That means that the focus is on skills and expertise and a mobile labor force and a changing labor market. The company and the employer needs to know that the training they offer these workers really works, and the employee or the job seeker needs to be able to demonstrate competence. And seat time or certificate of attendance no longer suffices. There is a need to assure continued competence. Everybody's getting into the act, not just the universities. Although I do want to mention one university program that came to my attention when I was reading about some of these things. That's one that MIT has developed. MIT has a program now which is a Master of Science in Efficiency in Management in their System Design and Management Program. It's a Master's Degree. It takes 24 months. It's one month in residence, one month at the beginning, four and a half months at the end, plus some multi-day business trips and visits. The thing that I found interesting is that the tuition for full-time degree students, presumably in residence, is $42,000. The tuition for part-time, distance learning students is $50,000.

There's also an effort underway at the University of Michigan--I see some chuckles around there-at the University of Michigan in conjunction with the auto manufacturers. The auto manufacturers are interested in making sure that their--O.K. close to time--that their workers are certified in certain skills across the world. Some of the others that are involved in this are professional associations, American Production and Inventory Control Society, National Council of Architecture Registration Board, the Dental Interactive Simulations Corporation--this is a consortium of dental groups, the National Association of Securities Dealers, and a number of medical groups. There are also training companies that are doing computer-based training and are now coming together with assessment companies to put the packet of training and assessment together.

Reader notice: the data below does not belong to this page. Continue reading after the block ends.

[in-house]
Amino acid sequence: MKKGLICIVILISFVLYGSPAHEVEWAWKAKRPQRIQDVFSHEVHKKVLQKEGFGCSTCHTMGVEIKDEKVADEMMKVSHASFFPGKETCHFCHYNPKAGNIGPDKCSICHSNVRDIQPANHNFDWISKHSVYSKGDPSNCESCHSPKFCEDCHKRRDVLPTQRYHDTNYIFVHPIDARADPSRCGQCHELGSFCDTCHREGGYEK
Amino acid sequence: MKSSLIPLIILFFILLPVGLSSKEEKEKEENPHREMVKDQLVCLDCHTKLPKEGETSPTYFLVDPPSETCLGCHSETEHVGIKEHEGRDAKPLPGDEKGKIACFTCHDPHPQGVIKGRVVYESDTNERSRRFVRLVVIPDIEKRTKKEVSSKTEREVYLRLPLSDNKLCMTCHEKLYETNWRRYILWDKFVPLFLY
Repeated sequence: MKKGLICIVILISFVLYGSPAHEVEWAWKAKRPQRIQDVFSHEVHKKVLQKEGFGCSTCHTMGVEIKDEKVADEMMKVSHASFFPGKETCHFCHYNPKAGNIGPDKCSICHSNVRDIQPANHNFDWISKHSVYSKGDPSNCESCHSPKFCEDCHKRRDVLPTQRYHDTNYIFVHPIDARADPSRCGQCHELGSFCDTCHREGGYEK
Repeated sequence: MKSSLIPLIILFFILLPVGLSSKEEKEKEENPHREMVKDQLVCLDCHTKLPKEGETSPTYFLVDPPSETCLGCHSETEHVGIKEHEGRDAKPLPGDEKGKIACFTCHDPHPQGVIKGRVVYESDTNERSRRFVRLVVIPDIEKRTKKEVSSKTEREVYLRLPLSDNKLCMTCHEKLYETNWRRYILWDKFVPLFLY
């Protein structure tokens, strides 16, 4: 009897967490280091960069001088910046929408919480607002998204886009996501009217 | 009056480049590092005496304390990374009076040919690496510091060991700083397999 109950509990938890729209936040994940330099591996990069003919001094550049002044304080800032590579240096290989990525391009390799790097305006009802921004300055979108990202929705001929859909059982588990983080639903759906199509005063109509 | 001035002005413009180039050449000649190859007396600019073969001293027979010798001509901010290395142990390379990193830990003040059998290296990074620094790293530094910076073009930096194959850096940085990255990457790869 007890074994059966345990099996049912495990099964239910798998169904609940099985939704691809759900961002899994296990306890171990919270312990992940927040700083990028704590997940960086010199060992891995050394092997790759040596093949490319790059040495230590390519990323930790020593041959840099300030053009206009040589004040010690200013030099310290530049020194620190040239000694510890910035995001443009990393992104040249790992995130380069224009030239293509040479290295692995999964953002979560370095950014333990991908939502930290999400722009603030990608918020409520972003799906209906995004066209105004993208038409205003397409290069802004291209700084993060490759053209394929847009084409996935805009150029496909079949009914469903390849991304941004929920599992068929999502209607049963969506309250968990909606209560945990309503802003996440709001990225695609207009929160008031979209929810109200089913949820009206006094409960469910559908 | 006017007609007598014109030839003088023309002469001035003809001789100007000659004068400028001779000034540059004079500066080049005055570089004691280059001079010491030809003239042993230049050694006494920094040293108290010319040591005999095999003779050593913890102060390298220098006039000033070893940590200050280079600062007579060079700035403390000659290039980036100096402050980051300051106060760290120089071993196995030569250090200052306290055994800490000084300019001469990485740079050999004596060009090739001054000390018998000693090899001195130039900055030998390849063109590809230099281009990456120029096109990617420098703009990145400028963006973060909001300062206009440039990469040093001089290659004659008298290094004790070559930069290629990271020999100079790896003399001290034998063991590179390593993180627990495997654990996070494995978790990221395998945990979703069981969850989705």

Let me end with what I think is one of the core issues having to do with all of these different kinds of delivery and education. Reference has been made to a lot of the junk or the issue of standards. I think as we go forward, not just in terms of what universities provide, but what these professional associations or companies or other learning companies might provide. The core of the matter to me, for the traditional providers as well as the new providers, is the issue of access versus authority. The democratization of access in this revolution can be extremely beneficial, but the democratization of authority or the spread of information, unqualified or disconnected from expertise or expert judgment, I think can be very dangerous. The question really becomes what becomes of the standards, what constitutes expertise, what results when there is no generally accepted authority, and what is the outcome when any information or conversation over the wires passes for being as authentic and as authoritative as any other? Thank you.



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Last modified: 26 January 1998